It is important to point out that the endothermic heat capacity of 500 Btu/lb is much less than the theoretical heat capacity achievable if the most desirable fuel reaction products could be obtained. Cracking JP-7 to 100 percent ethylene would absorb 1,500 Btu/lb, versus the 500 Btu/lb obtained from the product mix of methane, ethylene, ethane, etc. Thus, there is clearly room for increasing the endothermic capability of even our present candidate fuels. Because of the endothermic capability of our present hydrocarbon fuels, at the upper Mach number range for hypersonic air-breathing flight (approximately Mach >8), hydrogen is the fuel of choice; however, because of hydrogen’s difficulty of storage and its limited volumetric energy density, hydrocarbon fuels are more practical for lower Mach number applications. All of the hydrocarbon-based vehicles presently being contemplated anticipate using JP-7. As previously discussed, a robust fuels research and development (R&D) program could lead to higher Mach number limits for hydrocarbon fuels. The Russian AJAX (concept) vehicle, for example, increases heat sink capability by an interesting variation on conventional endothermic fuels. In the AJAX concept, water is added to the fuel to achieve steam reforming. In essence, steam reforming is fuel + water → CO + H2. This reaction absorbs (theoretically) 2,400 Btu/lb (versus 1,500 Btu/lb for cracking to ethylene). This is how the Russians theoretically obtain Mach 10 capability for AJAX, although the concept suffers reduced range owing to water consumption in the propulsion cycle.
In the 1960s and early 1970s, the Air Force funded a considerable effort at Shell Research to develop endothermic methylcyclohexane (MCH), based on studies that identified the heat sink required for hydrocarbon-fueled hypersonic vehicles (Churchill et al., 1965; Lander and Nixon, 1971). Endothermic MCH required a supported platinum catalyst for dehydrogenation (to toluene and hydrogen) that was developed in pellet form (as is used industrially in fluidized beds for petroleum processing). After a long period of dormancy in the 1970s and 1980s, the work was restarted by Allied Signal (now Honeywell) and culminated in an expendable turbine-engine test, where the fuel was used to cool a hot air stream and then burned in an engine (Lipinski et al., 1992). There were two drawbacks to this technology: (1) regenerative cooling is best accomplished through a wall-mounted catalyst rather than pellets and (2) MCH is a relatively expensive specialty fuel.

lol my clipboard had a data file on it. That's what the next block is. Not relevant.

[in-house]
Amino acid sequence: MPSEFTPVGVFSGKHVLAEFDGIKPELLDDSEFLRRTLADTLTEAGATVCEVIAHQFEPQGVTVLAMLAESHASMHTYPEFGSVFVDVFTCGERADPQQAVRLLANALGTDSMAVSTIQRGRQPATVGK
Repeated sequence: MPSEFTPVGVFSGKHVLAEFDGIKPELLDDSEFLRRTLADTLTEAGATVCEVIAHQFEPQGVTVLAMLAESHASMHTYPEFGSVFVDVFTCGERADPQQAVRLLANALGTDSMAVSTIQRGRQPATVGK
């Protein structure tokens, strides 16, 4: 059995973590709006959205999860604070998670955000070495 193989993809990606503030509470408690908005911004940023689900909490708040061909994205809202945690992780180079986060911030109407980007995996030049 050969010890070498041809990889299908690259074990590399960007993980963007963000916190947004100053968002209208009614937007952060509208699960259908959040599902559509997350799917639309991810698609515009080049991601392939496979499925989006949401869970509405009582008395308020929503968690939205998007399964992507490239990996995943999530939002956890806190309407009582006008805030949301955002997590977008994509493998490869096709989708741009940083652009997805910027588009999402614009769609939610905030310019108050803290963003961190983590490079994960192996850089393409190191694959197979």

Extensive discussions inside the Air Force Propulsion Directorate in the mid-1980s led to an effort to develop the endothermic potential of thermally/catalytically cracked liquid hydrocarbons using commercially available, wall-mounted zeolite catalysts (Spadaccini et al., 1993a). This task at the United Technologies Research Center was funded under program element 62203F/Project 3048 of the initial contract, F33615-87-C-2744, managed by Charlotte Eigel. This effort first reported the endothermic potential of JP-7 and JP-10, as well as JP-8 (Sobel and Spadaccini, 1994). The resulting endothermic hydrocarbon fuel capability contributed to selecting such fuels for the HyTech engine development program, which began in the mid-1990s (Spadaccini et al., 1993b). This separate (from HyTech) but coordinated fuel development effort has continued sporadically since HyTech funding became available. Recent tasks include extending the endothermic heat sink database to higher flow rate conditions and to other fuels (e.g., RP-1), as well as looking at relative combustion performance of the various alternative fuels (Huang and Sobel, 2002). The fuels research effort has also looked at the applicability of endothermic fuels to reusable aircraft and other applications (Lehrach et al., 1995).
To provide some structure to a program that might be created by NAI, the committee consulted with Tim Edwards, a civilian fuels scientist at AFRL. Fuel is becoming the integrating factor of the